Chicken Adobo from my imagination
Last year I had an opportunity to bring Chicken Adobo into my food consciousness again. It’s a name I heard in childhood, and some Filipino acquaintances wanted to prepare that for a potluck party. They had the right ingredients, but unfortunately, very little cooking expertise. The first sign was the lean pork loin, and the jumping backwards when wet chopped garlic hit the oil.
Last night I felt inspired to create that tangy fragrant gravy to consume in copious amounts over rice, almost like a soup. All I could remember was lots of fried garlic and black pepper. The end result was really really delicious, and it made me feel really cheered, even though according to my mother it was.. ‘good, but not according to (her) taste’. Ah well. Can’t please everyone.
Rough guide to Chicken Adobo
1 Large Chicken – skin and excess fat removed,
Cut into manageable chunks, bones included.
1 tablespoon black peppercorns – pounded not too fine
1 tablespoon sugar
1 tsp salt
2 tblsp olive oil
1 and a half heads of fresh garlic - chopped
2 tblsp cooking oil
1 cup white/distilled vinegar
½ cup light soy sauce
½ cup black vinegar (the Chinese kind, I use bulldog brand)
1 heaped tablespoon sugar (ad more or less to taste)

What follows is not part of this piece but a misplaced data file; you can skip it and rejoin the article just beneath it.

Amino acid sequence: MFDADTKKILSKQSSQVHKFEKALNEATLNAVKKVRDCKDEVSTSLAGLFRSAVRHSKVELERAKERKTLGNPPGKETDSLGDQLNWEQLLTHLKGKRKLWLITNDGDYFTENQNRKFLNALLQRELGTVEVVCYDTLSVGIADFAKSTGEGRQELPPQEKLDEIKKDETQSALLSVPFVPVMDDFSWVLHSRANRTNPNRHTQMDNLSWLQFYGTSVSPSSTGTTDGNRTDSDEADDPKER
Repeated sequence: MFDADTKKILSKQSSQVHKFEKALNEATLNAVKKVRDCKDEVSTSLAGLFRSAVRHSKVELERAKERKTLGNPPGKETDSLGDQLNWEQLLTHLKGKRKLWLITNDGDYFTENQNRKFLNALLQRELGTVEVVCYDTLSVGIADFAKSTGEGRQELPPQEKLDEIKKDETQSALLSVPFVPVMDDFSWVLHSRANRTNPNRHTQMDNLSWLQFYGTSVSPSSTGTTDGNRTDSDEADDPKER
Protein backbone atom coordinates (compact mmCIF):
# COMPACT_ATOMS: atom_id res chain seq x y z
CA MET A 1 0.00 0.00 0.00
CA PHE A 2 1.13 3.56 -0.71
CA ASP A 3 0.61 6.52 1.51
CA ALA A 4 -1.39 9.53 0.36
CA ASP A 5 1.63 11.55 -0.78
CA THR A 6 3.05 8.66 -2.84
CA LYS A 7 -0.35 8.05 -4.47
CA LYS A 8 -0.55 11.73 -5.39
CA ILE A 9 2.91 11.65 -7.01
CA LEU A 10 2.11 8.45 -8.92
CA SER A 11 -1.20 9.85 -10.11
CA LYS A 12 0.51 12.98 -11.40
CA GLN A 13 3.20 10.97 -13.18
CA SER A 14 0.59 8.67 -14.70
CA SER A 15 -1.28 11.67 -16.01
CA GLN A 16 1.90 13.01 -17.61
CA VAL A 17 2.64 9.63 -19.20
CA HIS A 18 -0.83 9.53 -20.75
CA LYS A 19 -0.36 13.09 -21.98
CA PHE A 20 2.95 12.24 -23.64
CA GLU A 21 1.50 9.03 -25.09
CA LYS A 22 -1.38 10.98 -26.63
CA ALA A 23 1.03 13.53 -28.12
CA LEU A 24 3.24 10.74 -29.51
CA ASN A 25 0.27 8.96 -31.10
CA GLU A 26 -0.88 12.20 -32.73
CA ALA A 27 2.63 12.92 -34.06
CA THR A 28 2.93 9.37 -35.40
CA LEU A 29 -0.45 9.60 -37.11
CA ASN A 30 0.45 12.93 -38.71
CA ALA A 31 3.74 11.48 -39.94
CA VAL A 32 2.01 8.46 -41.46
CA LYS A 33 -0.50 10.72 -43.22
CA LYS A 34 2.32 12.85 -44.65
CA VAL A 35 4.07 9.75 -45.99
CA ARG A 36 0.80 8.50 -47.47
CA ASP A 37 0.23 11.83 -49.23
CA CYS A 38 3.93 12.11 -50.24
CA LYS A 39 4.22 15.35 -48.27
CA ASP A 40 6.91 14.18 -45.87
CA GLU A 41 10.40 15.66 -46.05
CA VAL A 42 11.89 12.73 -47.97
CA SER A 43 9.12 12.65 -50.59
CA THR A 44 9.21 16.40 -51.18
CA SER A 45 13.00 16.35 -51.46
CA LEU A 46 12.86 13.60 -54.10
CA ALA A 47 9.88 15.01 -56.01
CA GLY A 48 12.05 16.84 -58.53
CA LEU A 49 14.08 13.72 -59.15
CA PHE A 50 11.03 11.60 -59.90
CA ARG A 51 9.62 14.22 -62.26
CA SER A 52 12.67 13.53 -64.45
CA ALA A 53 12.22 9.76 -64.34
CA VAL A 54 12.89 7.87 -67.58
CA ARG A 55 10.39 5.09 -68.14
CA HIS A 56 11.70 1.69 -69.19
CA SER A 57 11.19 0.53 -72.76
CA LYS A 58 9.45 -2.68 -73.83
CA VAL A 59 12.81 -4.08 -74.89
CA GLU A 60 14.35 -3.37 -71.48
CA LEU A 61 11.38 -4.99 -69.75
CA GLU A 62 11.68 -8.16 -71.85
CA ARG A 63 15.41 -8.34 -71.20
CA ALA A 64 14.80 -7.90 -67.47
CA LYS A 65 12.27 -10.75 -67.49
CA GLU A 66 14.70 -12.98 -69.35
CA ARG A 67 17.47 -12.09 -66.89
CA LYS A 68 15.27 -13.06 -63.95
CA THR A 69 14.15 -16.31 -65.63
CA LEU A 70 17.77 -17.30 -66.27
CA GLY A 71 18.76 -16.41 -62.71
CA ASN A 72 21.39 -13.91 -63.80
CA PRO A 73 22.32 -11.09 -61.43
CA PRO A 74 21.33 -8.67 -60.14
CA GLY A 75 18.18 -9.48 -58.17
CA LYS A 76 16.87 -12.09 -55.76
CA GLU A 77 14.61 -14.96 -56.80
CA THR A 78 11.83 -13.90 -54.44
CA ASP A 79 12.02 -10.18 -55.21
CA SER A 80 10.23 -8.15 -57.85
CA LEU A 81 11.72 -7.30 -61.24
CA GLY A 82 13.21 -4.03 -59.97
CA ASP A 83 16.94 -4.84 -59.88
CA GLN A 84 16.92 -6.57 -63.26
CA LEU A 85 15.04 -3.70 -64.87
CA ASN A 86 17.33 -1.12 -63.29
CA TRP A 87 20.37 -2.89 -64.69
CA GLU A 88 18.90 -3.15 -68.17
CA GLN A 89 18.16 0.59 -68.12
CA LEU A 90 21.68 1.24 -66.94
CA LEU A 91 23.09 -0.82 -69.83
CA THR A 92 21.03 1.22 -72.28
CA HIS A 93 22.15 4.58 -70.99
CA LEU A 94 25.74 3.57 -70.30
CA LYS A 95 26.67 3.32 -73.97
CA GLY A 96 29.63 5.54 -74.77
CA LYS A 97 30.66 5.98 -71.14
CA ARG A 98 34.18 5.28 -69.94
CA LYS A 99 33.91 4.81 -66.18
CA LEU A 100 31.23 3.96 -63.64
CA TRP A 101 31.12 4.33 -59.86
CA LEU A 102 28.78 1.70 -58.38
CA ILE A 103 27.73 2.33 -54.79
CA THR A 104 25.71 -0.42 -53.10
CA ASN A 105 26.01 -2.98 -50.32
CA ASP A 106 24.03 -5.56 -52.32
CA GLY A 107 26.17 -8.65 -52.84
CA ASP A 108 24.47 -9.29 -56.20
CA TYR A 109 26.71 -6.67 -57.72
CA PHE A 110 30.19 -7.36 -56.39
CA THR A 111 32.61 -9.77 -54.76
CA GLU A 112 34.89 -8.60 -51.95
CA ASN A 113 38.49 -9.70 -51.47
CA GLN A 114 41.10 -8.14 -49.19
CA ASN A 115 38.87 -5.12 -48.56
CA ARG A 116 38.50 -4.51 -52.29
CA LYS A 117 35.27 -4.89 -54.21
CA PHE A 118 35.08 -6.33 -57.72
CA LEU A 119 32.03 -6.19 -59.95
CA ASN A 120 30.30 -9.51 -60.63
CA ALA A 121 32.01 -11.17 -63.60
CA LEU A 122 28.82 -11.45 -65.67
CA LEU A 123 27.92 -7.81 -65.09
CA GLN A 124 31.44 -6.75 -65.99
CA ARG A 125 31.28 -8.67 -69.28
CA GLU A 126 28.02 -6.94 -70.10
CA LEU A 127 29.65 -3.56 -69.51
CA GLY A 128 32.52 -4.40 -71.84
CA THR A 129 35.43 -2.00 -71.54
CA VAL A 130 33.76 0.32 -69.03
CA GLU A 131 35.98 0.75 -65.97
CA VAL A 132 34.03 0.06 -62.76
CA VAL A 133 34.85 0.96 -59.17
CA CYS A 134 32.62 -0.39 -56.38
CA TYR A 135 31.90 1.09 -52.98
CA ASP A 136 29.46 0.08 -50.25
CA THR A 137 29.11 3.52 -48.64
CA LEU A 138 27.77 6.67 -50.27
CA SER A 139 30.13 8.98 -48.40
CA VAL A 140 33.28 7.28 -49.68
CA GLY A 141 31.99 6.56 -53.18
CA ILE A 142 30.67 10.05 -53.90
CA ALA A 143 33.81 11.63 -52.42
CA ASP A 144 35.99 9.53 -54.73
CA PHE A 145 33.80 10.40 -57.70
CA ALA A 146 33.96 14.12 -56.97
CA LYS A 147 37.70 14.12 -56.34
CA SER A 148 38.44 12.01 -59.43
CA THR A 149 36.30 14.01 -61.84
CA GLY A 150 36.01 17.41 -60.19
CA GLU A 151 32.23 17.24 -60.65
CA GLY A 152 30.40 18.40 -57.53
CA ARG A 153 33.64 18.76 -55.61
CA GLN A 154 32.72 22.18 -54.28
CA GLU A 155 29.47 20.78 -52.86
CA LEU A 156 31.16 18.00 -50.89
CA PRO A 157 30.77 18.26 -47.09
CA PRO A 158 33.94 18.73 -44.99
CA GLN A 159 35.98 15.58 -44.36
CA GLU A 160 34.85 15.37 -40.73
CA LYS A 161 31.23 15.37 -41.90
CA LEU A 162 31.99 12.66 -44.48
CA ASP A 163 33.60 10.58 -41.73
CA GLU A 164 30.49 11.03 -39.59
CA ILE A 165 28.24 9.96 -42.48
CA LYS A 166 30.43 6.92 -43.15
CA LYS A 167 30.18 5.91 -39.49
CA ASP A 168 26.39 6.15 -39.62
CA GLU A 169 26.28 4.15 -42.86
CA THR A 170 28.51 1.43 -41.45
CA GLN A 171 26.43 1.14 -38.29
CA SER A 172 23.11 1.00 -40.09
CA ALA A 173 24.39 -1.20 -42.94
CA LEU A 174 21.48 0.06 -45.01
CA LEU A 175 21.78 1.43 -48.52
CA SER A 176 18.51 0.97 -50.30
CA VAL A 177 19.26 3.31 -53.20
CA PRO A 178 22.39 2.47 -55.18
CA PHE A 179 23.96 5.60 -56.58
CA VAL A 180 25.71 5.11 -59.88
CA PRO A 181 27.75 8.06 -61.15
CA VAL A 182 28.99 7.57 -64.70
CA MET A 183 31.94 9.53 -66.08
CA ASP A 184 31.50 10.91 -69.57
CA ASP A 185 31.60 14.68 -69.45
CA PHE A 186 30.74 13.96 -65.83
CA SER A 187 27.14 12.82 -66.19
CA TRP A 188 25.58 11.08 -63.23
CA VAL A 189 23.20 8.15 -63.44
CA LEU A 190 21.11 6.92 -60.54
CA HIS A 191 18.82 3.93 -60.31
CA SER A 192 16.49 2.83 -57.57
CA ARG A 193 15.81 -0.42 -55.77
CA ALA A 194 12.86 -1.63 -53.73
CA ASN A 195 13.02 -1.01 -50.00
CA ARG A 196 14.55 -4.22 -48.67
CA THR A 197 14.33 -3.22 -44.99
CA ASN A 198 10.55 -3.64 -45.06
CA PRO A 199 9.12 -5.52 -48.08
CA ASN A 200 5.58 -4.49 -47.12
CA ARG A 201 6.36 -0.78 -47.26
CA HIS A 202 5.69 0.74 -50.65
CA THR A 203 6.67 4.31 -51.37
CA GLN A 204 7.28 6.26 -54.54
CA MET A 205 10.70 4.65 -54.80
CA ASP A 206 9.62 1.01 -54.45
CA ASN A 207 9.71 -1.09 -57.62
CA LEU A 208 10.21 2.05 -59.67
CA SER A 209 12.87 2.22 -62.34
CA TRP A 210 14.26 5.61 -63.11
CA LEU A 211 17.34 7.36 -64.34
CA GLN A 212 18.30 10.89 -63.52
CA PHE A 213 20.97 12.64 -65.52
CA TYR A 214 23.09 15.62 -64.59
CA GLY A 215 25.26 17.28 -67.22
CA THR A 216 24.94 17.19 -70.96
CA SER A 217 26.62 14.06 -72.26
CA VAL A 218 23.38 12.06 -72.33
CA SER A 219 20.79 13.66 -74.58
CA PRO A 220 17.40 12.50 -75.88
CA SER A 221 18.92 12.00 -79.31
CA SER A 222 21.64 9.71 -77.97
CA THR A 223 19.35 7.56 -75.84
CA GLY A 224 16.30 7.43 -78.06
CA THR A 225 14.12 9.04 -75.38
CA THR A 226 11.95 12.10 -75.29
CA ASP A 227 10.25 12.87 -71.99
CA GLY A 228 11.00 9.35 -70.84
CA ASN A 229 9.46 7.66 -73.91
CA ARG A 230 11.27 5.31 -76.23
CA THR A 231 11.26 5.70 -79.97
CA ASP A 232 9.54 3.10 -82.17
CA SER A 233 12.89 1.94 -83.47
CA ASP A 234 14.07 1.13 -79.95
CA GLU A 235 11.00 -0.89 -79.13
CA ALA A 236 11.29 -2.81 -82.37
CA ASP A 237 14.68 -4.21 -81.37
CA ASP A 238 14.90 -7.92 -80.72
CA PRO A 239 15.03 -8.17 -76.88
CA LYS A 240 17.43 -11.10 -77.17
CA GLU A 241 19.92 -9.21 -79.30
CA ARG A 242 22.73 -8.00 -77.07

2 bay leaves, or ½ tablespoon dried herbs ( I used spaghetti Bolognese mix and it worked great)
½ tblsp crushed black pepper (again)
In a large bowl, marinate the chicken chunks with the pepper sugar salt and olive oil. Make sure well incorporated, then leave aside for 30 mins.
In a large cast iron skillet or heavy bottomed medium pot, heat the cooking oil. Then brown the chicken pieces in batches. Remove chicken and set aside. In the oil left in the pan, fry the garlic till golden.
At this point, If you’ve been using the skillet, deglaze the pan with a half cup of water, transfer everything into a medium sized pot and continue. Or else, just add half a cup of water into the pot deglaze and continue.
Return the chicken into the pot . Then add the vinegars and soy sauce. Add enough water to that to almost cover the chicken. Leaving ½ inch ‘chicken-berg tops’ are okay. The chicken will shrink a little more during the simmering. Bring the pot to boil then lower to a simmer, add the bay leaves (or dried herbs) and crushed black pepper. Simmer for 20-30 mins until chicken tender but not falling apart. Turn off.
Dish out immediately, served on hot white rice, or cool, refrigerate and eat the next day. Keeping it for a day does improve the flavours a little.
Please be reminded that as usual, all quantities were estimated. You can adjust to fit your own preferences.